I’ve been in the Cajun area of southwestern Louisiana all week covering the Deepwater Horizon spill and its impact on humans and on the unique bioregion of the bayou country and the coast. In both the Lafayette and New Iberia areas where I’ve been staying, evidence of the oil and gas industry is everywhere.
A good part of the Lafayette airport is taken up by big yellow helicopters. It’s the main departure point for the crews that work on the distant offshore oil platforms. Along main highways are supply warehouses for drilling equipment, repair shops, the offices and kitchens of the catering companies that feed and water workers hundreds of miles offshore, and all manner of other support facilities.
As I munched on a shrimp po-boy sandwich in a New Iberia cafe, a crew wearing red Halliburton shirts sat across the aisle flirting with and making the young waitress laugh. Streets in Lafayette have French names in honor of the proud Acadian heritage. Two blocks from where my wife and I stayed was Petroleum Rd. and downtown there’s a large Oil Center.
Oil is as much a part of south Louisiana as gumbo. Most histories of Louisiana oil begin in 1901 in Jennings, where the state’s first well began production in the middle of a rice field.
As I talk with people whose livelihoods may have gone permanently south and others who deeply grieve for the imminent destruction of the beautiful wetlands and the animal life there, and at the same time see so much proof that the oil and gas industry is the mainstay of the Gulf coast economy, it stands out starkly for me that this part of the country now can’t live with the oil but also can’t live without it.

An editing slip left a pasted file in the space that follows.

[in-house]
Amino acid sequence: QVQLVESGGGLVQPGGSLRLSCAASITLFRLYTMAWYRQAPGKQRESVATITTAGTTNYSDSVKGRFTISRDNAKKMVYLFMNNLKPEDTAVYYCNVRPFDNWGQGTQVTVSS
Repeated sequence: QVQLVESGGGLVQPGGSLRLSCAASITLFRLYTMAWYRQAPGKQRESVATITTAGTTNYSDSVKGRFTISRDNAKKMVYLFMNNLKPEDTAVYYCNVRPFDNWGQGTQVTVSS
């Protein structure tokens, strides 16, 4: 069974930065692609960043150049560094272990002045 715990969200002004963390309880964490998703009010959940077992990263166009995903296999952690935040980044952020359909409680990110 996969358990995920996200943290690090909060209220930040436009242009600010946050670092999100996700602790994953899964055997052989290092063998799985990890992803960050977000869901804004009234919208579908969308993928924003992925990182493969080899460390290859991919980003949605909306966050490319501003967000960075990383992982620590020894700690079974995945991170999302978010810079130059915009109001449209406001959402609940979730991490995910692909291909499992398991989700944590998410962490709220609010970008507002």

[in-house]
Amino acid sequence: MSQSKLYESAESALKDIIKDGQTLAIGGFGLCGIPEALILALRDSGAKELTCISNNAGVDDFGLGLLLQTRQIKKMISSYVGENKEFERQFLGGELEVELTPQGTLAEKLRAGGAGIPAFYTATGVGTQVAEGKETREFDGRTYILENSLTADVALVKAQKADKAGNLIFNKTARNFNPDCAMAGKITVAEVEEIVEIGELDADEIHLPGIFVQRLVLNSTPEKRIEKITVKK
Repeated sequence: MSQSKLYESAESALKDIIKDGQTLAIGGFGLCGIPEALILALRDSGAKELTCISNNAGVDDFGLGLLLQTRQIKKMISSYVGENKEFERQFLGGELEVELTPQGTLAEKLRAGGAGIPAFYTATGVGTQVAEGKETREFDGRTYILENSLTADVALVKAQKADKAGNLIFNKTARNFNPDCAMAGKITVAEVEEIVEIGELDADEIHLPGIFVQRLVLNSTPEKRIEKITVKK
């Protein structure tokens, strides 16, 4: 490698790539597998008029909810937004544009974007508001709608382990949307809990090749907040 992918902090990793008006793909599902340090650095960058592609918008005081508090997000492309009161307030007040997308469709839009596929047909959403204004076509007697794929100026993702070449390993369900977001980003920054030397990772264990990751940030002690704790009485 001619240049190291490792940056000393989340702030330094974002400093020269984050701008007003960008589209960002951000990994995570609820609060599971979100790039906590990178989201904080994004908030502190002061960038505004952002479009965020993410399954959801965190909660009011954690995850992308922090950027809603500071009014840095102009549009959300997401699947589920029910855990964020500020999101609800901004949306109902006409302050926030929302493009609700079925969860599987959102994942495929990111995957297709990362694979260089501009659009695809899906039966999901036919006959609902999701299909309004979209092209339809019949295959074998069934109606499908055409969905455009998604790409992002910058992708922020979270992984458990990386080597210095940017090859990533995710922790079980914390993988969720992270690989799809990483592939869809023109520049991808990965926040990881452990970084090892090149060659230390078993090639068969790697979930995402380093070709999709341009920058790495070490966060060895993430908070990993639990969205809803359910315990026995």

It’s necessary to keep this in mind, I think, as we follow developments in the area and try to get our minds around the biggest environmental calamity in our history.
A Gallup poll last week found that, since the Gulf spill, Americans' preferences for prioritizing between environmental protection and energy production have shifted from a somewhat pro-energy stance to an even stronger pro-environment stance. That’s good news.
But as we grieve along with Gulf coasters and say Ich Bin Ein Louisianer, we need to remember how tightly woven the area’s economy is with the oil and gas we all consume profligately. Shutting down more offshore drilling will in its own right be a huge economic disaster for the Gulf coast region as the drilling goes off to the coasts of Brazil or Africa.
We need to proceed wisely and somehow search out the middle way that will both restore the stricken wetlands and fisheries, while carefully nudging the area’s bear-hug dependency on oil and gas production toward an equal commitment to more sustainable and renewable energy sources.
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